I have mint growing in the garden, and I'd like to use it in cooking and in drinks (like hot chocolate). Are you supposed to dry the mint and then crumble/ground it up?
For something like a drink, I generally bruise the mint and use the whole leaves fresh - rub it between your fingers a bit to release the oils and then just drop it in the drink. The main benefit of this method for me is that a bunch of dry, crumbled mint in a drink is going to make it look very muddled and hard to drink, as you're constantly getting a mouthful of dried leaves (you could get around this by steeping it with the dried herbs and then straining it, but that's too much work!). As a bonus, fresh picked herbs in a nice glass of lemonade, for example, just looks so fresh and tasty!
If I'm cooking with it and I have a supply of fresh on hand, I prefer to use that. Depending on the dish, it might be whole leaves, but more likely chopped - I actually use kitchen scissors for a lot of fresh herb preparation as it can be easier than a knife in many cases.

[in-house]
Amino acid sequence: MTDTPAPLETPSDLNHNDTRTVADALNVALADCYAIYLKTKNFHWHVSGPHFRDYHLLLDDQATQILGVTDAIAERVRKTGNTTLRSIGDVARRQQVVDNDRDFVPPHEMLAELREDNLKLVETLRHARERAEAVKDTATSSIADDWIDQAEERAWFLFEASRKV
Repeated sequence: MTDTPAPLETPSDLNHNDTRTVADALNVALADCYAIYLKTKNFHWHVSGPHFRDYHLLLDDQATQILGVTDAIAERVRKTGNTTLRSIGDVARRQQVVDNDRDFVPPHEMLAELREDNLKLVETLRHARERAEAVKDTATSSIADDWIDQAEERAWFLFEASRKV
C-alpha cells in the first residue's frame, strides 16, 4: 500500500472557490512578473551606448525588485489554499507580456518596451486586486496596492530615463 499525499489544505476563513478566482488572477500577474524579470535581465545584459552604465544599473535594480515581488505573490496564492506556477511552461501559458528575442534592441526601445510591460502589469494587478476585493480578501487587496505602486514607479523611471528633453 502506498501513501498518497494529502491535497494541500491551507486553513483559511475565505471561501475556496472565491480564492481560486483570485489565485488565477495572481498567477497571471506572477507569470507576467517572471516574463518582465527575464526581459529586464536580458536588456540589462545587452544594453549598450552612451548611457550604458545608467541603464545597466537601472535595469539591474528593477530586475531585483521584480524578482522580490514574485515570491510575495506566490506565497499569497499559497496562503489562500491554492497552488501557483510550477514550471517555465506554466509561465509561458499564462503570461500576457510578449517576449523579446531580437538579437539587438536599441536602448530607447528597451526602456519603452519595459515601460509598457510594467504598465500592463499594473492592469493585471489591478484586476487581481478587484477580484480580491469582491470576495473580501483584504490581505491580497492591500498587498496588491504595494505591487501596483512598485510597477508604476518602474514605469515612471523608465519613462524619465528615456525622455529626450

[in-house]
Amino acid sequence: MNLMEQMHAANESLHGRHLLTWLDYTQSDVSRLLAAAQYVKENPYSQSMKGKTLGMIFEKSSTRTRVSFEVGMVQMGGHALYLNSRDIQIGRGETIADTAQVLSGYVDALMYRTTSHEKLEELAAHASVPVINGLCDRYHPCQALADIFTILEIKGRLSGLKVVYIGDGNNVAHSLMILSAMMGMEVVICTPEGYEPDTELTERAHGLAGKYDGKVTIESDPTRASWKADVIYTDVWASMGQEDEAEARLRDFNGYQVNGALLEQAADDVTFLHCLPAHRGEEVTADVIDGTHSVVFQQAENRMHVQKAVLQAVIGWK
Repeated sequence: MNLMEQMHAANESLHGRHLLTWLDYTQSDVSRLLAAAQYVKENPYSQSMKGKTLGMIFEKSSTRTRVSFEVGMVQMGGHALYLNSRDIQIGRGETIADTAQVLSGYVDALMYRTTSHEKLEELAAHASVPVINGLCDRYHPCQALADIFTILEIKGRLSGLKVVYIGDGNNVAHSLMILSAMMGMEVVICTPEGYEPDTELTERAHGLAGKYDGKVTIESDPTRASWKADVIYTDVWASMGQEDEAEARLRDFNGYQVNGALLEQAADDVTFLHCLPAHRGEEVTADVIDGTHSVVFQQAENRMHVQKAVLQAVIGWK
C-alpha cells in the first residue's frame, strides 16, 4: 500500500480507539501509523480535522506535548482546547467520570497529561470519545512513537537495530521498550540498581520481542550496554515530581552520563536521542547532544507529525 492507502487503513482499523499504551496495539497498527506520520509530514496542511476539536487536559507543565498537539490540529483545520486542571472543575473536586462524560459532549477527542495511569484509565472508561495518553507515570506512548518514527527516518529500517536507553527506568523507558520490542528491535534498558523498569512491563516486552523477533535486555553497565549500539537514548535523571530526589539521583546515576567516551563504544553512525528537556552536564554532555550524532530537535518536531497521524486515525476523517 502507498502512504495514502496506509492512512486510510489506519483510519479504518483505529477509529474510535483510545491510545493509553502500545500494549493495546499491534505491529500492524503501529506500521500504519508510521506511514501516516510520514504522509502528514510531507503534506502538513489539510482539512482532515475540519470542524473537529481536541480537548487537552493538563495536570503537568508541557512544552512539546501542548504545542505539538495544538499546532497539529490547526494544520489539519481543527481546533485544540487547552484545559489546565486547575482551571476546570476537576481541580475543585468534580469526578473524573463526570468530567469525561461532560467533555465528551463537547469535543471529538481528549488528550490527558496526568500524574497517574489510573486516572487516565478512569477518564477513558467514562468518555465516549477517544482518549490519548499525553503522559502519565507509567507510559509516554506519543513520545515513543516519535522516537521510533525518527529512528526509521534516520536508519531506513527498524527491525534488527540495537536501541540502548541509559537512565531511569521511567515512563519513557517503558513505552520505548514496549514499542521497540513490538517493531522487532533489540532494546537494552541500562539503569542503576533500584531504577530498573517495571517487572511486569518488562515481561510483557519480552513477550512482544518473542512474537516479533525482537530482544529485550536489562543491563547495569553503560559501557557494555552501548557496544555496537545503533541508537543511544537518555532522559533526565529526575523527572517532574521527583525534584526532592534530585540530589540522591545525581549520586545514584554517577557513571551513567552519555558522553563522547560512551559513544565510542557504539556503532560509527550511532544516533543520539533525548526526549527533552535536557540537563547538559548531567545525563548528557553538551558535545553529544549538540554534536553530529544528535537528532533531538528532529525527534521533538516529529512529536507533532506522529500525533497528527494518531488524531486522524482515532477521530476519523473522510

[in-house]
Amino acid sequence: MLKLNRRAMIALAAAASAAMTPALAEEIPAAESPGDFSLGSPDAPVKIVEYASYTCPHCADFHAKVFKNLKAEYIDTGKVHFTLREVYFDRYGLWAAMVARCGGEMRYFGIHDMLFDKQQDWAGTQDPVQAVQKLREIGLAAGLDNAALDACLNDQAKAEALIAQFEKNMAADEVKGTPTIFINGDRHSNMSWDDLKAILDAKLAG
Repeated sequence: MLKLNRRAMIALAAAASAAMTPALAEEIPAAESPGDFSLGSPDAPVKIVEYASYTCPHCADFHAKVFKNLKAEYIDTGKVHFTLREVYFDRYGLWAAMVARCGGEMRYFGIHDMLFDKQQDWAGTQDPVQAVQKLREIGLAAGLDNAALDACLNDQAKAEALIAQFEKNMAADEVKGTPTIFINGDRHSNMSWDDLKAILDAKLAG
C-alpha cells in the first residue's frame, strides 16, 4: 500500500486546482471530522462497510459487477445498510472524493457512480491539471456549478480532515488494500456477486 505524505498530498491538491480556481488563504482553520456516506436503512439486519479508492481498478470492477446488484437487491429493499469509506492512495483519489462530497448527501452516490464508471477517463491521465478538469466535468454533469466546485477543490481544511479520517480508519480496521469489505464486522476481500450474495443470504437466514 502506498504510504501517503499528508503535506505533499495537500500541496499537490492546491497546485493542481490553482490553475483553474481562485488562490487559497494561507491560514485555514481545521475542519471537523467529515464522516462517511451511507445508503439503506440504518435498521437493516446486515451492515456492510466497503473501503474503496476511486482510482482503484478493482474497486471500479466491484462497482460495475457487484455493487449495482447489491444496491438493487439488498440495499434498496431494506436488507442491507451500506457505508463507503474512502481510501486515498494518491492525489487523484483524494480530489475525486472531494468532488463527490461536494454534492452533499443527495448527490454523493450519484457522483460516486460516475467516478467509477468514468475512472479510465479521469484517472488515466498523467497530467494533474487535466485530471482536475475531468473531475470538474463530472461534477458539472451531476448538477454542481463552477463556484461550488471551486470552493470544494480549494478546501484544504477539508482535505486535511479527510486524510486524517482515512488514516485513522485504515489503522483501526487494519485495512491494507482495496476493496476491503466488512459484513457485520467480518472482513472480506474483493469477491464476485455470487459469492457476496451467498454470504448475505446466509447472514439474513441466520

You certainly can dry it, especially at the end of season when you need to harvest, and use the dried leaves in place of fresh. The main benefit to drying is that it stores really well; dry also seems to be a bit more powerful, at least when first dried. Over time the flavor of dried herbs will degrade. You usually use a 3 to 1 ratio replacement - if a dish calls for 1 tablespoon of fresh mint, you'd use 1 teaspoon of dried, though as the dried herbs age you'll have to increase the amount used over time.
With hot chocolate the easiest way is to use a satchel in the water as it heats or put a whole twig in your cup and then take it out at the end. The leaves get slimy and unappealing when heated.
We boil it to make an infusion, strain the leaves out, and make jelly out of the infusion. It is delicious with crackers or on meat.
You can dry it to during the winter. My favorite fresh applications are in light salads and cilantro-mint chutneys.